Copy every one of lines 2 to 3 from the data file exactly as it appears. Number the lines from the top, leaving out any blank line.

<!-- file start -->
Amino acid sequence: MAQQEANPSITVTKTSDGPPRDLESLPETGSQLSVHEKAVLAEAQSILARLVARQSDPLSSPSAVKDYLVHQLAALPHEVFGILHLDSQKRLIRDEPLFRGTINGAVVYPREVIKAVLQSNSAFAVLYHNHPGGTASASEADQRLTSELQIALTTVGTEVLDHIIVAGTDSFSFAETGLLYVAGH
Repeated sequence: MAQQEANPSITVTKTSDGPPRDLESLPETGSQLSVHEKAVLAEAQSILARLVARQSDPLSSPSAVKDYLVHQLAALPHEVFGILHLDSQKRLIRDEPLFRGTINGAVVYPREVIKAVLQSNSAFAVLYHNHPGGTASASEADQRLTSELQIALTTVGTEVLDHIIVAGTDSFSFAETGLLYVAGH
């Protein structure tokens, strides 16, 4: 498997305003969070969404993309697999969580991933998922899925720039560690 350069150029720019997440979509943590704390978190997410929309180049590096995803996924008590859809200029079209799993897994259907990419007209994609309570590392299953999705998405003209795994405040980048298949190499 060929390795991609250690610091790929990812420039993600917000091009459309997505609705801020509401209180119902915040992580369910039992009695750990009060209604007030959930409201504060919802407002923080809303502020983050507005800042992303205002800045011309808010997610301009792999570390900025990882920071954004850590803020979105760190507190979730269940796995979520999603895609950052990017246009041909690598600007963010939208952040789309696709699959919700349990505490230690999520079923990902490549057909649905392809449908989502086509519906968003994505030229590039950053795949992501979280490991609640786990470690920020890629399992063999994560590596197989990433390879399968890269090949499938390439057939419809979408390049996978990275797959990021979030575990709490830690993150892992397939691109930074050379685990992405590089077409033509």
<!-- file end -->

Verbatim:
Repeated sequence: MAQQEANPSITVTKTSDGPPRDLESLPETGSQLSVHEKAVLAEAQSILARLVARQSDPLSSPSAVKDYLVHQLAALPHEVFGILHLDSQKRLIRDEPLFRGTINGAVVYPREVIKAVLQSNSAFAVLYHNHPGGTASASEADQRLTSELQIALTTVGTEVLDHIIVAGTDSFSFAETGLLYVAGH
């Protein structure tokens, strides 16, 4: 498997305003969070969404993309697999969580991933998922899925720039560690 350069150029720019997440979509943590704390978190997410929309180049590096995803996924008590859809200029079209799993897994259907990419007209994609309570590392299953999705998405003209795994405040980048298949190499 060929390795991609250690610091790929990812420039993600917000091009459309997505609705801020509401209180119902915040992580369910039992009695750990009060209604007030959930409201504060919802407002923080809303502020983050507005800042992303205002800045011309808010997610301009792999570390900025990882920071954004850590803020979105760190507190979730269940796995979520999603895609950052990017246009041909690598600007963010939208952040789309696709699959919700349990505490230690999520079923990902490549057909649905392809449908989502086509519906968003994505030229590039950053795949992501979280490991609640786990470690920020890629399992063999994560590596197989990433390879399968890269090949499938390439057939419809979408390049996978990275797959990021979030575990709490830690993150892992397939691109930074050379685990992405590089077409033509």